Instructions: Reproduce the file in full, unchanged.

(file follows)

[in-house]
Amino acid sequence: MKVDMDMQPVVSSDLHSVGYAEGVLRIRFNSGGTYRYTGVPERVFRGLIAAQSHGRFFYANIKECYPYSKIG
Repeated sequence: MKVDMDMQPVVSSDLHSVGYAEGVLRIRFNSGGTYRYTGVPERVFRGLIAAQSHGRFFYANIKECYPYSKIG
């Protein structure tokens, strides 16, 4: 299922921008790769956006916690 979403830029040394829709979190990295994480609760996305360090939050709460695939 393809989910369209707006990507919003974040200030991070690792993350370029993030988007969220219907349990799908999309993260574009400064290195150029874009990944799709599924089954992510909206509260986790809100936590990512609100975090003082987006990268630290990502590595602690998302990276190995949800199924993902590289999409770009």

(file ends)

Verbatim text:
[in-house]
Amino acid sequence: MKVDMDMQPVVSSDLHSVGYAEGVLRIRFNSGGTYRYTGVPERVFRGLIAAQSHGRFFYANIKECYPYSKIG
Repeated sequence: MKVDMDMQPVVSSDLHSVGYAEGVLRIRFNSGGTYRYTGVPERVFRGLIAAQSHGRFFYANIKECYPYSKIG
């Protein structure tokens, strides 16, 4: 299922921008790769956006916690 979403830029040394829709979190990295994480609760996305360090939050709460695939 393809989910369209707006990507919003974040200030991070690792993350370029993030988007969220219907349990799908999309993260574009400064290195150029874009990944799709599924089954992510909206509260986790809100936590990512609100975090003082987006990268630290990502590595602690998302990276190995949800199924993902590289999409770009």